Category: Science News Roundup

Science News Roundup : 2018-01-19

Science News Roundup : 2018-01-19

Reading Time: 5 minutes

The dreaded Cocoliztli : The mysterious and deadly disease that wiped out the Aztecs

The Aztecs used to be masters of Mexico between 1300 and 1521. Then Cortes happened.

Aztecs Pyramid at St. Cecilia Acatitlan, Mexico State.

The Aztecs were an alliance of three tribes, the Mexnica1, the Texcoca2 and the Tepanoca. Their capital was at the great city of Tenochtitlan, and they spoke the Nahuatl language. Later, the Spaniards borrowed several Nahuatl words that eventually made their way into English, the great language sink. Examples include chile or chili, avocado, chocolate, coyote, peyote, guacamole, ocelot and mescal3.

When the Spanish conquistadors led by Hernan Cortes arrived in 1519, the Aztec empire was at its height of power, a formidable cultural, political, religious, social, commercial and military power in Mesoamerica. In two short years, the capital Tenochtitlan had fallen. The reason was smallpox.

Smallpox, a disease declared wiped out from the face of the Earth in 19804, was unknown in the New World before the Spaniards brought it from Europe. The Aztecs had no immunity against it, and fell like ninepins before it. In all, 5-8 million Aztecs perished in the 1520-21 epidemic. A second smallpox outbreak, the third epidemic, that began in 1576 killed millions more. But the deadliest epidemic was the second one. Occurring between 1545-50, this “huey cocoliztli” (or “great pestilence” in Nahuatl) killed somewhere from 5 to 15 million people between 1545 and 15505. For 500 years, no one was sure about the identity of the disease that caused “cocoliztli” 6 .

Until now. Probably7.

Ashild Vagene and coworkers have recently published a paper8 in Nature Ecology and Evolution in which they claim to have solved the 500-yr old mystery. According to Vagene et al, the Aztecs succumbed to a variant of paratyphoid, an enteric fever9 caused by the Salmonella enterica bacterium10. Symptoms of the disease included high fever, headaches, and bleeding from the nose, eyes, and mouth. Death usually occurred within four to five days of the onset of the disease. The disease spreads through water and food contaminated by infected fecal matter10.

MALT analysis of the DNA in the teeth enamel of the Aztecs. The presence of S. enterica is shown in red. Figure taken from original paper.

Vagene and coworkers collected and analyzed samples from the tooth enamel of unearthed skeletons belonging to victims who are believed to have succumbed to cocoliztli. It is suspected that the bacteria was probably brought over to Mexico via Spanish livestock and other domesticated animals. Whether this was accidental, or a part of a systematic biological warfare by the European invaders with the sole purpose to exterminating the Aztec population, is still an open debate.


Global map of antineutrino flux

Neutrinos are elusive elementary particles. They are very nearly massless, travel at very nearly c13, and very nearly do not interact with anything at all. That is why, though they are the second most common particles in the universe (photons being the most numerous, unsurprisingly), and nearly 600 trillion14 of them pass, every second, through a relatively unremarkable middle aged human male lying flat on the ground, they are very rarely detected. Neutrino detection has become a bit of a hot topic in experimental particle physics over the past century and a half. Experiments and observatories such as Super-Kamiokande in Japan, Daya Bay in China, CERN and Gran Sasso in Europe, and our very own INO have been instrumental in advancing neutrino physics.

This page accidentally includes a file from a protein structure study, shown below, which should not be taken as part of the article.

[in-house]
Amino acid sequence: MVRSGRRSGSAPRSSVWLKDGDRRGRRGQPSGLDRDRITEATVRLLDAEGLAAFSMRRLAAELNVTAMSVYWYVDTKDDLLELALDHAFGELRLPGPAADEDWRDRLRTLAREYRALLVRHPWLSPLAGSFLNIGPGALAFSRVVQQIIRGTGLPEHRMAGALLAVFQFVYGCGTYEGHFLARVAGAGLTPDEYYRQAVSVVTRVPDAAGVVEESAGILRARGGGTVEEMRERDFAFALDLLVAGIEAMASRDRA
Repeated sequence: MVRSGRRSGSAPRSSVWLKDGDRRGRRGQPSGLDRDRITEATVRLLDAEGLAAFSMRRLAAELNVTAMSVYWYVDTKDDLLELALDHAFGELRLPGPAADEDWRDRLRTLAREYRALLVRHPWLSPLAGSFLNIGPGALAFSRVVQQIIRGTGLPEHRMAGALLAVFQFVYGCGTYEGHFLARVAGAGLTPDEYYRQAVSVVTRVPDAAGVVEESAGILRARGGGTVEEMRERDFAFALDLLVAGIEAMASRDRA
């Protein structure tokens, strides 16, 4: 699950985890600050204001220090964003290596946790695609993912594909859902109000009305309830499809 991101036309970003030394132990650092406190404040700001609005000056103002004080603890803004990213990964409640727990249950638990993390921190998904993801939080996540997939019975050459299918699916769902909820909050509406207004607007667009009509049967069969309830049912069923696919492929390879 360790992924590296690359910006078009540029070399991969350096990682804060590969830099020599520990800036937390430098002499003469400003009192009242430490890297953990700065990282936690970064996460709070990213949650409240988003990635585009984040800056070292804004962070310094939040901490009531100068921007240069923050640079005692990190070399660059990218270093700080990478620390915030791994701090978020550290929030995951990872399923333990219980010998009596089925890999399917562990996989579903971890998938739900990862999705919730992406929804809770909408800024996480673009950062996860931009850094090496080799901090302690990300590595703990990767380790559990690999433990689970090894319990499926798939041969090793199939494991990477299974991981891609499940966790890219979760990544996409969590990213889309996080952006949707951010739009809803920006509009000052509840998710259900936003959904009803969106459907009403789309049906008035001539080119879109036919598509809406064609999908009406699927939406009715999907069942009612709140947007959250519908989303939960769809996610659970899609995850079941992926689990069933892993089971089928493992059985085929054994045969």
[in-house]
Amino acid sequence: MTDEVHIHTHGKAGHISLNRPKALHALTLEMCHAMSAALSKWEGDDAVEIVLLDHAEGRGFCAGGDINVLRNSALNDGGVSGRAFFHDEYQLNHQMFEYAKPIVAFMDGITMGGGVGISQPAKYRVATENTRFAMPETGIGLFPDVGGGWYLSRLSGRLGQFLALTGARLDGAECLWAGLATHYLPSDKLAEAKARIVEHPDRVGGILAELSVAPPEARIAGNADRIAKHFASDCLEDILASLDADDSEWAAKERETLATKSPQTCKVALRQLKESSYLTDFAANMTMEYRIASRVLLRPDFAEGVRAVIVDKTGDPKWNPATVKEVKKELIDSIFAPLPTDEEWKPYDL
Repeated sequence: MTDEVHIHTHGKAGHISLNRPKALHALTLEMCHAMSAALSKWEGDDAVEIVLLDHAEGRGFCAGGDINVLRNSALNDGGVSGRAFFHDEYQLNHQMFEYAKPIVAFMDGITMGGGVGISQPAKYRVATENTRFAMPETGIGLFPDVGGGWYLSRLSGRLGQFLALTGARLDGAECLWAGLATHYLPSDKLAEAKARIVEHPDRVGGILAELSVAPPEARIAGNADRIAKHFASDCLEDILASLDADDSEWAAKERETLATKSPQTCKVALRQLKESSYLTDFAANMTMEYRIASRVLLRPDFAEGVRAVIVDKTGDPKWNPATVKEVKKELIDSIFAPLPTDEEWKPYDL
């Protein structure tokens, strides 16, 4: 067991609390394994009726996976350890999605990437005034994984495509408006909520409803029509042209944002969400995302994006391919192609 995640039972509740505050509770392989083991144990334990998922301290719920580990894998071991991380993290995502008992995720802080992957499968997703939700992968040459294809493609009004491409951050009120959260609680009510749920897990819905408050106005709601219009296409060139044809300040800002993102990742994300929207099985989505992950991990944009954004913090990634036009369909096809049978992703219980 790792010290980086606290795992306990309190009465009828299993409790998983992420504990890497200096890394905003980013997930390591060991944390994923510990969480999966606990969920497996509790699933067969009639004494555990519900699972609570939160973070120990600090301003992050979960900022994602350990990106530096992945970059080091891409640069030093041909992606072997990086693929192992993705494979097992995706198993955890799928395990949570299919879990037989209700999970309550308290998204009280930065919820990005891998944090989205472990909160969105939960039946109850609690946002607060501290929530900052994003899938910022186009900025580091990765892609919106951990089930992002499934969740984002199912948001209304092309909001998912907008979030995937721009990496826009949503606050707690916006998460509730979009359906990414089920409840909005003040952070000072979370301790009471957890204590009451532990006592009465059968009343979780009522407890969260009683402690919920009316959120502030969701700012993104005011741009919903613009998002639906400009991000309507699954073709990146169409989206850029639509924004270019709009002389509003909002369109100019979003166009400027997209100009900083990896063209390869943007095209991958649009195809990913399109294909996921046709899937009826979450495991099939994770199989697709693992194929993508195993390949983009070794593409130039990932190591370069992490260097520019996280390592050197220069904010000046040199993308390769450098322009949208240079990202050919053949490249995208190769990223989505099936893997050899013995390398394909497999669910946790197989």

About 99% of the neutrinos and antineutrinos15 on earth are geophysical in origin. They are created naturally through the decay of uranium and thorium in the Earth’s crust and mantle. The rest are anthropogenic; they are created within nuclear reactors.

Antineutrino flux on Earth’s surface. Red indicates high flux, while blue indicated lower flux.

Recently, a group of neutrino physicists and geophysicists have published the Antineutrino Global Map 2015 in the journal Nature Scientific Reports. There they plot antineutrino flux17 at the Earth’s surface. These antineutrinos are the anti-particles of the electron neutrino. There are of course two other types of neutrinos : muon neutrinos and tau neutrinos. Muons and tau leptons are cousins of the electron. The three types or “flavours” of leptons — electron, muon, and tau — all have charge -1 and spin 1/2. The mu lepton or the “muon” is about 210 times as massive as the electron, while the tau lepton (or taun, though I’m not sure if the terminology is standard) is almost 3500 times as massive as the electron18. The corresponding neutrinos have very small but non-zero mass18. These flavours are not fixed or permanent, and can oscillate among themselves19. Thus, a neutrino that was, at time 0 measured to have flavour electron, might, at a later time T, be measured to have flavour either muon or tau. This neutrino oscillation is a quantum mechanical phenomenon, and was the solution to the solar neutrino problem.

The map is conceptually a stack of six sub-maps, each of which is an “energy bin” that depicts a segment of the entire 0 MeV–11 MeV energy range the final image encompasses. (caption reproduced from original paper)